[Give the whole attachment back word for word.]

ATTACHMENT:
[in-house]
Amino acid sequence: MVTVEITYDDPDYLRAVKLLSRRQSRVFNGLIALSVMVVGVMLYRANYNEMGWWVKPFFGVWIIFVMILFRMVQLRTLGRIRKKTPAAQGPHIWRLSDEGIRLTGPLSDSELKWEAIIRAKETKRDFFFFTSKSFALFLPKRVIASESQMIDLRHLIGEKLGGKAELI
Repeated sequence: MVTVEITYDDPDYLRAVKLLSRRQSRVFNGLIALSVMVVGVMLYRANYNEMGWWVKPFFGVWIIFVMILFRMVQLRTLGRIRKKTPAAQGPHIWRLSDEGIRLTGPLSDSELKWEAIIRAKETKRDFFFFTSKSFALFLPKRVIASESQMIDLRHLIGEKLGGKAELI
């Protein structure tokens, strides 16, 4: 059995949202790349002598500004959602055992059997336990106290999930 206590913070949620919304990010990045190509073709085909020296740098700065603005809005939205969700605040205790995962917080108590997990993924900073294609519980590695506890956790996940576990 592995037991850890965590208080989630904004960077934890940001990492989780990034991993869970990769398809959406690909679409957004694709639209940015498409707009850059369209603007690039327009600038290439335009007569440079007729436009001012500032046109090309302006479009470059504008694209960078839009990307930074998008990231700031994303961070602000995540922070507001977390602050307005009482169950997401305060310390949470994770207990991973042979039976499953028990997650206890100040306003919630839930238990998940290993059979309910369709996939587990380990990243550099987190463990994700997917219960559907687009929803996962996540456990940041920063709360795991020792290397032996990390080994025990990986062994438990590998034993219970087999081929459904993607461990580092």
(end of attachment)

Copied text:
[in-house]
Amino acid sequence: MVTVEITYDDPDYLRAVKLLSRRQSRVFNGLIALSVMVVGVMLYRANYNEMGWWVKPFFGVWIIFVMILFRMVQLRTLGRIRKKTPAAQGPHIWRLSDEGIRLTGPLSDSELKWEAIIRAKETKRDFFFFTSKSFALFLPKRVIASESQMIDLRHLIGEKLGGKAELI
Repeated sequence: MVTVEITYDDPDYLRAVKLLSRRQSRVFNGLIALSVMVVGVMLYRANYNEMGWWVKPFFGVWIIFVMILFRMVQLRTLGRIRKKTPAAQGPHIWRLSDEGIRLTGPLSDSELKWEAIIRAKETKRDFFFFTSKSFALFLPKRVIASESQMIDLRHLIGEKLGGKAELI
């Protein structure tokens, strides 16, 4: 059995949202790349002598500004959602055992059997336990106290999930 206590913070949620919304990010990045190509073709085909020296740098700065603005809005939205969700605040205790995962917080108590997990993924900073294609519980590695506890956790996940576990 592995037991850890965590208080989630904004960077934890940001990492989780990034991993869970990769398809959406690909679409957004694709639209940015498409707009850059369209603007690039327009600038290439335009007569440079007729436009001012500032046109090309302006479009470059504008694209960078839009990307930074998008990231700031994303961070602000995540922070507001977390602050307005009482169950997401305060310390949470994770207990991973042979039976499953028990997650206890100040306003919630839930238990998940290993059979309910369709996939587990380990990243550099987190463990994700997917219960559907687009929803996962996540456990940041920063709360795991020792290397032996990390080994025990990986062994438990590998034993219970087999081929459904993607461990580092």